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  • Writer's pictureMaruta Ignatoviča

Who are you when you are not working?

Last night, as I was talking to my partner, he casually said "Your inability to sit still is still acting up."


That got me thinking. It would not be the first time he's pointed out my restlessness. Once I was working on a project at 11 pm, and only when he called me productive, did I stop and ask myself - Why do I have to be productive at 11 pm?!


It wasn't even anything important. It was self-imposed. A certain belief that god forbid I "chill" and "do nothing". It's a cultural thing, definitely - in Latvia, it's normal to have a dialogue like this:


"So, what did you do this weekend?"

-"Ah, chilled around the house, read some books, watched a movie.."

"I see, so you didn't do anything?"


Of course, not everyone and not always, but we often associate these things with "doing nothing". And you should always be doing something. I have a very dear German friend and she once told me that they have a saying that, loosely translated, means "If you're not doing anything productive, go to the slaughterhouse". Basically - unless you're working, you're worthless and might as well be ☠️. We laughed because our cultures are so similar.


And the cultural influence, not to mention my own need to constantly prove my worth by being "productive", shines bright here. It's my fourth week jobless, I tell myself. I should have three money-bringing projects by now. I should be super fit. Doesn't matter, that the first week I was ill, the second I was moving to a different country, the third I was settling in, and really, I've only started looking at my laptop this week, as before I was getting nauseous just thinking about any kind of work.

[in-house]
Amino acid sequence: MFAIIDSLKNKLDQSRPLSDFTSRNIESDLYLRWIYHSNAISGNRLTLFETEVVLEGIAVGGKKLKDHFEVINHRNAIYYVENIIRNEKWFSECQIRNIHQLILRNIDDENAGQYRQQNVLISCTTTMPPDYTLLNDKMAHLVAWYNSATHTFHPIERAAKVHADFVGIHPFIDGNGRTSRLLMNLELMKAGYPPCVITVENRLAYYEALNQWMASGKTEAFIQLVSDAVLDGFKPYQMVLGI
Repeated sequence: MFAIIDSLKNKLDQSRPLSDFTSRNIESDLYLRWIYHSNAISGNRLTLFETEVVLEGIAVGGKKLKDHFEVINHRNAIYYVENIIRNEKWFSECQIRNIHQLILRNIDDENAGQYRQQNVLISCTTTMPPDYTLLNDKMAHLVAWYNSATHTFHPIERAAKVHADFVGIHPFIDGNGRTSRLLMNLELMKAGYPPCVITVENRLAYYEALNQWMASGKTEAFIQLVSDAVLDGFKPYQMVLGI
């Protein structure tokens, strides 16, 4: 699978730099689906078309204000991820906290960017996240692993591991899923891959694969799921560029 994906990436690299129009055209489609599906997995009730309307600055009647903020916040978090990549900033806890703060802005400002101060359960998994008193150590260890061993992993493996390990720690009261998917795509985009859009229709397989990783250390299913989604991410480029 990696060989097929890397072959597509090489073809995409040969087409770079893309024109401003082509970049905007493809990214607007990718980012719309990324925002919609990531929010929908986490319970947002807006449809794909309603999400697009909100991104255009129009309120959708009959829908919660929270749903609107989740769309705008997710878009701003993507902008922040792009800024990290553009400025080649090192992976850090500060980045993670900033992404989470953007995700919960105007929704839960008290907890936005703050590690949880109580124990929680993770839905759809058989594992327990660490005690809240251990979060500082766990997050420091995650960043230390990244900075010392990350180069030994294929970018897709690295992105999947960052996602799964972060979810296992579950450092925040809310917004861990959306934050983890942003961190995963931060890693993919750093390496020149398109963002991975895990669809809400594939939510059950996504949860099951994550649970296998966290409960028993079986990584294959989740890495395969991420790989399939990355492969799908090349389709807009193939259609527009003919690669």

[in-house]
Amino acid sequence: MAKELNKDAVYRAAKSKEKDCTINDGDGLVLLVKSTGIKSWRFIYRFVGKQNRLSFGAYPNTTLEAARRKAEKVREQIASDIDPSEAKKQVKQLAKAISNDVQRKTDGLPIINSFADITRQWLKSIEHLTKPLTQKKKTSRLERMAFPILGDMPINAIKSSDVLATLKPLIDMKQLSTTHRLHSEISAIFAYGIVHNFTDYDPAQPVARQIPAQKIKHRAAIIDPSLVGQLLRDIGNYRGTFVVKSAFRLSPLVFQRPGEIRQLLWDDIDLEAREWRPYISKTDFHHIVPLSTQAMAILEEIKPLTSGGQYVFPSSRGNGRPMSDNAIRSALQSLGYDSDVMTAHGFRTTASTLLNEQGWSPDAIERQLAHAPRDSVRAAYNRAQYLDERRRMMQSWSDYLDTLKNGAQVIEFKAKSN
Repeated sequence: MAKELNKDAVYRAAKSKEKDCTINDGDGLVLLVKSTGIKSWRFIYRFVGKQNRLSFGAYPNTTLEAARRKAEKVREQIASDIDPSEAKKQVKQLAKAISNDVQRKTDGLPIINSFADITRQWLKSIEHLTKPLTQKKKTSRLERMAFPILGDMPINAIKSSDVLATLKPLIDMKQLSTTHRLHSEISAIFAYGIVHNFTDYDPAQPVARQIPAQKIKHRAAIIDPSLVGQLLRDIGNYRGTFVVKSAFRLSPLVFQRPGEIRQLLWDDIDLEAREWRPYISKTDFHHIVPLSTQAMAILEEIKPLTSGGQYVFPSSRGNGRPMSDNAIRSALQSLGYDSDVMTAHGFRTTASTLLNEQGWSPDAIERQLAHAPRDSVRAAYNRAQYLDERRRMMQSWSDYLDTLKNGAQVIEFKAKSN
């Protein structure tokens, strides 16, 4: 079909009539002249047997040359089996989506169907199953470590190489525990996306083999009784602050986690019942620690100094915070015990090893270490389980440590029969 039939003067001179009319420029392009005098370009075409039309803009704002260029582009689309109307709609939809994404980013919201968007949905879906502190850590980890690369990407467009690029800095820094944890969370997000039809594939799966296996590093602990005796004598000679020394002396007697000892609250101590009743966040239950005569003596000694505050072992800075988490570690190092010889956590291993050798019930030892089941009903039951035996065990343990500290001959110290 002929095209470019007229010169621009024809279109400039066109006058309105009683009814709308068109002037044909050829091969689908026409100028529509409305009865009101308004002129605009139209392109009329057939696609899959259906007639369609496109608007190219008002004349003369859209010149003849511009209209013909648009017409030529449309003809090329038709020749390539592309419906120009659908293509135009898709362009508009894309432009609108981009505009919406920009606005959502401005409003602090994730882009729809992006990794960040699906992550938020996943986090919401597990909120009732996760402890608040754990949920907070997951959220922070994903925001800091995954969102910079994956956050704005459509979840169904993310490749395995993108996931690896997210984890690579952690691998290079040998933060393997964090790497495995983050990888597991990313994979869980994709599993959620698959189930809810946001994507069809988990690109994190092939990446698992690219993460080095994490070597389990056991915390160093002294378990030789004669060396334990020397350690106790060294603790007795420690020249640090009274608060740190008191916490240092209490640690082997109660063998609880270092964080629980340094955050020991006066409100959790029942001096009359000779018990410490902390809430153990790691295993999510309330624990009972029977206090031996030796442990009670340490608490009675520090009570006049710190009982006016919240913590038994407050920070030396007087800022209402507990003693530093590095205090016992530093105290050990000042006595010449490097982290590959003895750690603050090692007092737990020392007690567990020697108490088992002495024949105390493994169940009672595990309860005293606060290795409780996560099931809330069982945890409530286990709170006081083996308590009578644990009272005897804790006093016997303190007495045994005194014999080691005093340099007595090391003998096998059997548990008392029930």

And now it's my fourth week and I'm pestering myself again. And my partner insightfully and kindly points out that, wasn't I intending to rest? Ah yes, I was. Right. Forgot about that.


That's the problem for us, burnt-out workaholics. And that's why I am sharing this - one, to find friends who feel the same, and two, to let you know you're not alone if you're also on the path to recovery. It's not all fun and games, even if you are not working on purpose - it's a lot of anxiety to sort through, to challenge old assumptions about yourself, and ask yourself: Who am I when I am not working? Am I still worthy? What defines my worth then? And why have I spent my entire life thinking that I am defined by my job?


The trick, at least for me, is a couple of things.


  1. I need to acknowledge these demons and say their names out loud. So I am writing this. It helps me see this from a new point of view.

  2. A routine, even a simple one. Not skipping meals. A daily movement outside, biking or walking.

  3. Setting goals. My brain needs goals and a to-do list. So I made one! It has things like: "Do 2 puzzles." My new obsession - I'm currently almost done with a 1500-piece puzzle. I devote to it an hour or two every day - calms my mind. Or another goal on the list: "See at least 15 sunsets". I figured if I go to the beach every other day (sometimes every day, but let's be realistic), I can see 15 sunsets in a month. Might be my favorite goal I've ever set for myself.


One day I will move away from these cheap tricks and be content with just being. But until then, I will treat my well-being and recovery like a project with targets to meet.

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